A growing trend in the field of communication research is to augment traditional surveys, in-depth interviews or observation research with biometric data. We see this not only in the number of communication research labs starting to use iMotions, but also the number of papers both published and presented at conferences.
The biggest conference for communication research is the International Communication Association (ICA) Conference, and if you were in Prague, the Czech Republic between May 24-28 you may have seen iMotions taking part. This was the first time we were able to join several of our customers at the largest communication conference in the world.
As we met with hundreds of researchers from all over the world we began to see several areas emerge as key areas of interest for communication researchers as they were using biometric sensors in their research:
1. Synchronizing of Data
From researchers just starting out to veterans who have been doing biometric research for decades, they all have to overcome the issue of synchronizing biometric data. Two main challenges they faced with data synchronization were (1) with different sampling rates and (2) aligning to stimulus presentation. The majority of researchers that we talked to typically used Eye Tracking or GSR/EDA data in addition to various other biometric data sources such as ECG, EMG, EEG, and Respiration.
They found that it was key for them to not only synchronize all these different signals but also be able to summarize all the data in uniform bins of time. Typically they commented using 1-second bins.
The second challenge with synchronizing biometric data is to correctly align it to the stimulus being presented. This typically is not a problem if all the respondents were all watching the same video, but this is not always the case. With more and more dynamic media, stimulus presentation is not always the same for every respondent. For example, in a VR scenario, each response is able to view and experience something different from each other.
Similarly reaching some text stimulus may take some respondents a shorter amount of time than others. When trying to synchronize and then aggregate biometric data in relation to dynamic stimuli this becomes a very time-consuming task. Many attendees, both iMotions clients, and potential clients found the way iMotions software handles these tasks extremely helpful and in one case a professor commented that the time saved with iMotions alone would free up one graduate student’s time alone per semester. This would allow them to spend more time with research and spend less time synchronizing the data.
2. Working with VR
As communication researchers are trying to understand the impact of VR media, they are constantly faced with how to best tap into the respondent’s experience without interrupting the experience. Additionally, there are many current studies that are looking at how a message delivered through VR compares to other types of media delivered via televisions or mobile devices.
We heard that many attendees were looking to biometric sensors to help quantify the emotional, behavioral, and cognitive experience across different types of media and specifically within VR environments. One of the most exciting aspects of using biometrics with VR was that they could now gain moment-to-moment insight of the respondents’ emotions and physiological responses without interrupting the immersive experience that VR enables. By using a variety of biometric tools, communication researchers are looking forward to a better understanding of how VR content relates to different behavioral and emotional states.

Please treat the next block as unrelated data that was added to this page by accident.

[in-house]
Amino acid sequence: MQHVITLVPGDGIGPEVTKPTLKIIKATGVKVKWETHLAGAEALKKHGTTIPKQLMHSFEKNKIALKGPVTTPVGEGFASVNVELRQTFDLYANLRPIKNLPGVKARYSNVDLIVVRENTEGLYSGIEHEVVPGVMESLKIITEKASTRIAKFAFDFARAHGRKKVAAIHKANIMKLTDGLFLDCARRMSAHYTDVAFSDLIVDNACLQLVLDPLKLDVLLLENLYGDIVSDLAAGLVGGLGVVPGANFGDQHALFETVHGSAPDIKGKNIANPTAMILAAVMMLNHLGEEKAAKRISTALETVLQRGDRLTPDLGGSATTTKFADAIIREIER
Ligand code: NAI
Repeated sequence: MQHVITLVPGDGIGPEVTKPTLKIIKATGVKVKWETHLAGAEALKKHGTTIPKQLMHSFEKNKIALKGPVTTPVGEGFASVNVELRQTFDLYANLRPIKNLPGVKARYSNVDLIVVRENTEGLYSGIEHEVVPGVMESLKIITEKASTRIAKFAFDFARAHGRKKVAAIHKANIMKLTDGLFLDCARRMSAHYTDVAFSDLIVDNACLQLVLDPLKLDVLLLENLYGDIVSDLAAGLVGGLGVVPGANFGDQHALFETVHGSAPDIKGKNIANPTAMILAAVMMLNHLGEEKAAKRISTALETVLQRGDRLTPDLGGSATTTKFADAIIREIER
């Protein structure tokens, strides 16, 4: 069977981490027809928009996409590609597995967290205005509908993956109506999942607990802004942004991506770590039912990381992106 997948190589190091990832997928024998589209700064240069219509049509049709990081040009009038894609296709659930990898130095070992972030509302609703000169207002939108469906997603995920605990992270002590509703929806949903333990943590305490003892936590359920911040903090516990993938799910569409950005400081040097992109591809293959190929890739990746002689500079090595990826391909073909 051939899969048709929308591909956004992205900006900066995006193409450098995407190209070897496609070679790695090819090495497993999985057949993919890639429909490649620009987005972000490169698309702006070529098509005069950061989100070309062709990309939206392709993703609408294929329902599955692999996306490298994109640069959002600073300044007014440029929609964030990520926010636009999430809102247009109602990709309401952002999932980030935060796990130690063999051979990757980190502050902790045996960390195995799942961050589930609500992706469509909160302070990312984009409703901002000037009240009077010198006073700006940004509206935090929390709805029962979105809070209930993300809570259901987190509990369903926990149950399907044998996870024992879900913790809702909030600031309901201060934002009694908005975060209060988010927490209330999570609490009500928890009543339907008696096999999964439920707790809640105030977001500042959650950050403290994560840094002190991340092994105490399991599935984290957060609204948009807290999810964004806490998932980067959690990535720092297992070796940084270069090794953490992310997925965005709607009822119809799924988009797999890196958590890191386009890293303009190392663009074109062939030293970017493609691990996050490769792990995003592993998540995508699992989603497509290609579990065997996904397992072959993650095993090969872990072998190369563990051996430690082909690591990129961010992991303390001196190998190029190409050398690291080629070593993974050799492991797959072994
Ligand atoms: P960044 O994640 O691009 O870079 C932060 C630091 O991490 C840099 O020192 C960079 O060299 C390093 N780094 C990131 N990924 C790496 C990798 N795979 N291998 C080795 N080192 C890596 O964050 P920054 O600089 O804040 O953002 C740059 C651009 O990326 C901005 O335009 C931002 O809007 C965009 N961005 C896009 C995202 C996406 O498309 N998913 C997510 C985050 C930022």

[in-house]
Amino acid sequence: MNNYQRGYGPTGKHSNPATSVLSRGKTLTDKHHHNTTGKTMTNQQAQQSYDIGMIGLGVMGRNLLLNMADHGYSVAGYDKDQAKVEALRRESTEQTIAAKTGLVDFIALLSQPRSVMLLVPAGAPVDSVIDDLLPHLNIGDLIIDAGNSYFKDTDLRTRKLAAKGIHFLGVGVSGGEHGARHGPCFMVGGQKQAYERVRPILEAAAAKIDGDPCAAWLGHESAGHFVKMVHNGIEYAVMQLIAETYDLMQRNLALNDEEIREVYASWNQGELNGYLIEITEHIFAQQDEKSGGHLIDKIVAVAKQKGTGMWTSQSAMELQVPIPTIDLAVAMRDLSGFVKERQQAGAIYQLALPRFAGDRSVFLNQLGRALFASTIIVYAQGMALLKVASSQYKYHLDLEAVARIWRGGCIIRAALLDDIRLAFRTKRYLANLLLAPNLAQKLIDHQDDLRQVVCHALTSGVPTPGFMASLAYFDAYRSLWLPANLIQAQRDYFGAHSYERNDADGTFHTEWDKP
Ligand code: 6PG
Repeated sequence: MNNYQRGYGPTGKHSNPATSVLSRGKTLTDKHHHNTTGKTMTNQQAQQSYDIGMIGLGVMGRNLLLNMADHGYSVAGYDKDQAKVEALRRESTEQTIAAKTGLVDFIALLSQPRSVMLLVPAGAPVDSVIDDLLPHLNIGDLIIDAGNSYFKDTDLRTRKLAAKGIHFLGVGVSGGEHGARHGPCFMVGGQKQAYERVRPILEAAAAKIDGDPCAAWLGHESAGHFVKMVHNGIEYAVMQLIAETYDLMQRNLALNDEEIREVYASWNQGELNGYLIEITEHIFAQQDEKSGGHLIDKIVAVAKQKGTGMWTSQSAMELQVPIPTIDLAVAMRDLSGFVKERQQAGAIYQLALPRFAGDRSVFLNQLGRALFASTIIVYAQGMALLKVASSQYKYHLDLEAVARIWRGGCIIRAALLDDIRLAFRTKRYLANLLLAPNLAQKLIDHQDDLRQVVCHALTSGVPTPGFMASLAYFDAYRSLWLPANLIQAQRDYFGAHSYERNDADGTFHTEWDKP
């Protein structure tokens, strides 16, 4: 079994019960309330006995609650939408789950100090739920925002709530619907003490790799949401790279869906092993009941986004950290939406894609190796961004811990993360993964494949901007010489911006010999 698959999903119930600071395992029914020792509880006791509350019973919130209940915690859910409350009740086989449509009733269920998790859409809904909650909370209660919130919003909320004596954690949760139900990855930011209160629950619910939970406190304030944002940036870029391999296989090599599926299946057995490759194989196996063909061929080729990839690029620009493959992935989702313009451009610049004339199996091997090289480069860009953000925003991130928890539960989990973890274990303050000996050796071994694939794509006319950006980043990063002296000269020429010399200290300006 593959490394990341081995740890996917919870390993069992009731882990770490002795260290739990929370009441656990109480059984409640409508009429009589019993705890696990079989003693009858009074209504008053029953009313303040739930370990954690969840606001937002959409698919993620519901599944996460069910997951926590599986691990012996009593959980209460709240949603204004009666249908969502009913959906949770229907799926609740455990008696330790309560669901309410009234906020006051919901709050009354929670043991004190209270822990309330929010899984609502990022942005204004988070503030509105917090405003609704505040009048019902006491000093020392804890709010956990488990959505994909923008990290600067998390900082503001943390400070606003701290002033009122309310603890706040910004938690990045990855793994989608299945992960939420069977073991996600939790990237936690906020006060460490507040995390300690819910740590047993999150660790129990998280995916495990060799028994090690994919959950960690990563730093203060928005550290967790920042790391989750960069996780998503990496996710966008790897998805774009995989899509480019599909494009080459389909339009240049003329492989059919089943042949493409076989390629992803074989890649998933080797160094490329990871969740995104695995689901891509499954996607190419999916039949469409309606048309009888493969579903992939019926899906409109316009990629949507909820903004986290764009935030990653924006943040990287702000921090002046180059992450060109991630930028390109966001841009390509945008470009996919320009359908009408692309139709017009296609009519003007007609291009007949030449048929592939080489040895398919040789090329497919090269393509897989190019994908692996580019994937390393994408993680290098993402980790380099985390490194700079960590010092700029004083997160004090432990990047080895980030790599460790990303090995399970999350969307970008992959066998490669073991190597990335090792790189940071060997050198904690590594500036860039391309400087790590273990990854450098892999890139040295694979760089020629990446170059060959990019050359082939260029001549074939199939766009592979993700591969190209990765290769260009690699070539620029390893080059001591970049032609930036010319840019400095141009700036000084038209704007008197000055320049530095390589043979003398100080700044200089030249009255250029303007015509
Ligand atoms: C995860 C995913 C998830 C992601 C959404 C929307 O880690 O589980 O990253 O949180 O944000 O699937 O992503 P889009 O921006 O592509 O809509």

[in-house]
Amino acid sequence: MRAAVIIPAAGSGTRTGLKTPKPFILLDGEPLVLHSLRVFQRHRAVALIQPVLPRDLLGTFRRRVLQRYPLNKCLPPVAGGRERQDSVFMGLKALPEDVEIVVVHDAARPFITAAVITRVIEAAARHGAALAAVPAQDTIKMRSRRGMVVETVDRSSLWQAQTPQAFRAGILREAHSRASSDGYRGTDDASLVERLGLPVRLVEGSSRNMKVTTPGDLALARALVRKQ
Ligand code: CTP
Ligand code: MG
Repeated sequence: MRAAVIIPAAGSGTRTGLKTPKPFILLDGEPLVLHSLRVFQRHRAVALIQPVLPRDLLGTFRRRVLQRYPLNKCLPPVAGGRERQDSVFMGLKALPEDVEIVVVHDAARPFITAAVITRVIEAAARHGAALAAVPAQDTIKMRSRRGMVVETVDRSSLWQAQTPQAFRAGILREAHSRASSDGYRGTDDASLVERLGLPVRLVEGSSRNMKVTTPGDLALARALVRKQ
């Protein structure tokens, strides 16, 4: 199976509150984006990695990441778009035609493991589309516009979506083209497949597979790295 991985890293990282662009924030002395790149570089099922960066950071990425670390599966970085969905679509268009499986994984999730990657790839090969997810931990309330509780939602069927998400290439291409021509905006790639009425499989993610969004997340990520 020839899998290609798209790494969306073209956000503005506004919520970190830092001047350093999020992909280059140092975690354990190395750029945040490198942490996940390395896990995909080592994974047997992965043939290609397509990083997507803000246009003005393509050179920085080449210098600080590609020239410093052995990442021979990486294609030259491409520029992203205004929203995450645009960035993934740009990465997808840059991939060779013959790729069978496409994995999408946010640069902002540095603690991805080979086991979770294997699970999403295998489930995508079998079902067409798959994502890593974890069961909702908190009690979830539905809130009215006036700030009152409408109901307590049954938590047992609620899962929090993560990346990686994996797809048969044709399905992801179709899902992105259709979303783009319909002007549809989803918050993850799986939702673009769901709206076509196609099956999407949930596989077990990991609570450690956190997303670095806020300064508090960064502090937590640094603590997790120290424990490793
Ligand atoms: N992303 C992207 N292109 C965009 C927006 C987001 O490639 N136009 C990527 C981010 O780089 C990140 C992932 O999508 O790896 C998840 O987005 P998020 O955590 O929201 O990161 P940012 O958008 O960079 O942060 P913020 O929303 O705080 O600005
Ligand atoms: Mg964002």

3. Large-screen Media Consumption
Communication researchers understand that media is often viewed in groups and depending on the group, an individual could have a very different response than if they were by themselves. One of the challenges of using biometric sensors is how to replicate the group viewing experience if the respondents are sharing the same media devices.
Many attendees were able to experience the capabilities first hand of how to collect both eye tracking data and biometric data while watching content on a large LCD screen several feet away at the iMotions booth. By leveraging iMotions, current clients are already developing labs that more closely resemble the typical living room experience of viewing content in a group on a single large screen.
Overall we had a wonderful experience at the 2018 ICA conference in Prague. Several posters and papers were presented that leveraged biometric sensors and eye tracking data with the hope to see even more next year. Within the field of communication research, we see that iMotions has a lot to offer in areas of synchronizing various sources of biometric data, gathering emotional data while viewing VR and allowing for large screen social experiences.
We look forward to being a partner for all communication researchers who are starting or expanding their biometric researcher plans!
I hope you’ve enjoyed reading about the new developments, thoughts, and insights within communication research that were discussed at the ICA conference. If you would like to know more about our solutions don’t hesitate to contact us.